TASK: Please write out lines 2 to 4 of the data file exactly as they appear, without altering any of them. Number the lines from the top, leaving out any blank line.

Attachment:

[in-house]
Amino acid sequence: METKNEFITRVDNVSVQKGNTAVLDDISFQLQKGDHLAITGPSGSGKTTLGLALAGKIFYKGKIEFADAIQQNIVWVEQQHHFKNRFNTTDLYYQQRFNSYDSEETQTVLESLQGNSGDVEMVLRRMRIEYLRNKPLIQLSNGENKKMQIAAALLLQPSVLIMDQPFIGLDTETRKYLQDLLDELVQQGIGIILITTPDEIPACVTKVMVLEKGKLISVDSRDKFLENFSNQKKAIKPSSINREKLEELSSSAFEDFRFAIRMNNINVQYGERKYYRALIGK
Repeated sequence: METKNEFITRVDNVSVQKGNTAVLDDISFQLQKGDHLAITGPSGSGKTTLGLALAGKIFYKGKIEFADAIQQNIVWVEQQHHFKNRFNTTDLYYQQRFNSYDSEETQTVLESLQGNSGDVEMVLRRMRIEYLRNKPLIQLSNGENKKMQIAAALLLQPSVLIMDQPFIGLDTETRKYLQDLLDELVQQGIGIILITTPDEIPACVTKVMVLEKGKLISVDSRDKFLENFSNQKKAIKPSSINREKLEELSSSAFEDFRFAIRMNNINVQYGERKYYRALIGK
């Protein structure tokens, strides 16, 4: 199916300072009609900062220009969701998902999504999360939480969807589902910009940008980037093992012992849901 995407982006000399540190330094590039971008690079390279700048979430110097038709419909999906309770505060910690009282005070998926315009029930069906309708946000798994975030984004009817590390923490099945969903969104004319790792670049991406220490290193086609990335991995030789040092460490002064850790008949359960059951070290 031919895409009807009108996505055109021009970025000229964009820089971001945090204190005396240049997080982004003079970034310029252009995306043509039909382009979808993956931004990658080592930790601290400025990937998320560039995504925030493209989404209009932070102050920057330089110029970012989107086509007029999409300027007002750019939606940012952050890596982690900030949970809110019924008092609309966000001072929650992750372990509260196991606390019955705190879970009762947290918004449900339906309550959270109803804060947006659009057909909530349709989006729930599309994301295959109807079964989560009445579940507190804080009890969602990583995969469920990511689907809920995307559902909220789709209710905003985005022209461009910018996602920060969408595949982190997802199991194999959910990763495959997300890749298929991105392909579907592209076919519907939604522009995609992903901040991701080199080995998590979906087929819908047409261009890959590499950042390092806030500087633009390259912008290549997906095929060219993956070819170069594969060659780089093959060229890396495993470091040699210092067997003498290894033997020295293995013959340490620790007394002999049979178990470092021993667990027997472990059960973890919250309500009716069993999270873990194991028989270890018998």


Amino acid sequence: METKNEFITRVDNVSVQKGNTAVLDDISFQLQKGDHLAITGPSGSGKTTLGLALAGKIFYKGKIEFADAIQQNIVWVEQQHHFKNRFNTTDLYYQQRFNSYDSEETQTVLESLQGNSGDVEMVLRRMRIEYLRNKPLIQLSNGENKKMQIAAALLLQPSVLIMDQPFIGLDTETRKYLQDLLDELVQQGIGIILITTPDEIPACVTKVMVLEKGKLISVDSRDKFLENFSNQKKAIKPSSINREKLEELSSSAFEDFRFAIRMNNINVQYGERKYYRALIGK
Repeated sequence: METKNEFITRVDNVSVQKGNTAVLDDISFQLQKGDHLAITGPSGSGKTTLGLALAGKIFYKGKIEFADAIQQNIVWVEQQHHFKNRFNTTDLYYQQRFNSYDSEETQTVLESLQGNSGDVEMVLRRMRIEYLRNKPLIQLSNGENKKMQIAAALLLQPSVLIMDQPFIGLDTETRKYLQDLLDELVQQGIGIILITTPDEIPACVTKVMVLEKGKLISVDSRDKFLENFSNQKKAIKPSSINREKLEELSSSAFEDFRFAIRMNNINVQYGERKYYRALIGK
């Protein structure tokens, strides 16, 4: 199916300072009609900062220009969701998902999504999360939480969807589902910009940008980037093992012992849901 995407982006000399540190330094590039971008690079390279700048979430110097038709419909999906309770505060910690009282005070998926315009029930069906309708946000798994975030984004009817590390923490099945969903969104004319790792670049991406220490290193086609990335991995030789040092460490002064850790008949359960059951070290 031919895409009807009108996505055109021009970025000229964009820089971001945090204190005396240049997080982004003079970034310029252009995306043509039909382009979808993956931004990658080592930790601290400025990937998320560039995504925030493209989404209009932070102050920057330089110029970012989107086509007029999409300027007002750019939606940012952050890596982690900030949970809110019924008092609309966000001072929650992750372990509260196991606390019955705190879970009762947290918004449900339906309550959270109803804060947006659009057909909530349709989006729930599309994301295959109807079964989560009445579940507190804080009890969602990583995969469920990511689907809920995307559902909220789709209710905003985005022209461009910018996602920060969408595949982190997802199991194999959910990763495959997300890749298929991105392909579907592209076919519907939604522009995609992903901040991701080199080995998590979906087929819908047409261009890959590499950042390092806030500087633009390259912008290549997906095929060219993956070819170069594969060659780089093959060229890396495993470091040699210092067997003498290894033997020295293995013959340490620790007394002999049979178990470092021993667990027997472990059960973890919250309500009716069993999270873990194991028989270890018998």